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3401.0 - Overseas Arrivals and Departures, Australia, Dec 2009 Quality Declaration 
Previous ISSUE Released at 11:30 AM (CANBERRA TIME) 08/02/2010   
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MEDIA RELEASE

February 8, 2010 Embargoed 11.30am (Canberra Time) 12/2010

Record numbers enter and leave Australia: ABS

The total number of international arrivals and departures reached a record high last year, according to figures released today by the Australian Bureau of Statistics (ABS).

There were 12.4 million overseas arrivals and 12.3 million departures in 2009, making a record of 24.7 million international movements across Australia's borders. This is an increase in overseas movements of nearly 60% since 1999.

Short-term movements

In 2009, short-term movements accounted for 96% of the total 24.7 million movements. Short-term movements are travellers who have an intended stay in, or absence from Australia of less than one year.

For the second time in just over 20 years, short-term resident departures exceeded short-term visitor arrivals. In 2008, resident departures were higher than visitor arrivals by over 200,000; in 2009 this had increased to over 700,000.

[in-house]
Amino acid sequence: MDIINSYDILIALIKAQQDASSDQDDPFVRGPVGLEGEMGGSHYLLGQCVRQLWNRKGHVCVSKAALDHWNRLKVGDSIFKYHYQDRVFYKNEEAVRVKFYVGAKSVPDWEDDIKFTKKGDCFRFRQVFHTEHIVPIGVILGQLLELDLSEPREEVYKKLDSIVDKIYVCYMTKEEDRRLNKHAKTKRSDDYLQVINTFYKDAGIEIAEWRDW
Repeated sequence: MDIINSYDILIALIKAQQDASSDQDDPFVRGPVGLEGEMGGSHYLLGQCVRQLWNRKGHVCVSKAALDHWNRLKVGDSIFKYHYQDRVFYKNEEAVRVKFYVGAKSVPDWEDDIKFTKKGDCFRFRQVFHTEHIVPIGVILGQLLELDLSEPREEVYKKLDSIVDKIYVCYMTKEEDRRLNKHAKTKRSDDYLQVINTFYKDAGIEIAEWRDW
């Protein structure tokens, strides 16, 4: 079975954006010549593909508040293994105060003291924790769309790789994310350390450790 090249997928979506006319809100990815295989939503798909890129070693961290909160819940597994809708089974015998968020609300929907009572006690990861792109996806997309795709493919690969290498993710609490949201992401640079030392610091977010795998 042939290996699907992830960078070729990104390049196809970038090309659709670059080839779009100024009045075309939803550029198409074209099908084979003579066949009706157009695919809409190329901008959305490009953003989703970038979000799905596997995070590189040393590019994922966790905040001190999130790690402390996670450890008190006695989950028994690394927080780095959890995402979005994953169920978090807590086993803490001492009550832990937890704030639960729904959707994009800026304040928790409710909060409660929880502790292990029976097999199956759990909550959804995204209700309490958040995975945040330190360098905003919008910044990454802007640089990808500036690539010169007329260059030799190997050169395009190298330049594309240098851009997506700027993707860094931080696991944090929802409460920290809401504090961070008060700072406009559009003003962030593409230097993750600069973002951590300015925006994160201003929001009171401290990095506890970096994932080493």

Short-term visitors arriving in Australia remained steady at 5.6 million. New Zealand, the UK, and the USA were the three top source countries, accounting for 40% of all short-term visitor arrivals. The main age group was for those aged 25-29 years for both men and women.

A record 6.3 million residents made short-term departures from Australia in 2009, up from 5.8 million in 2008. New Zealand, the USA and Indonesia were the top three destinations and accounted for just over one-third of all short-term resident departures. The main age groups were 45-49 years for men and 25-29 years for women.

For more information see Overseas Arrivals and Departures, Australia, December 2009 (cat. no. 3401.0) available for free from the ABS web site <www.abs.gov.au>.

Media Note: Figures in this Media Release are based on original series. Please ensure when reporting on ABS data that you attribute the Australian Bureau of Statistics (or the ABS) as the source.

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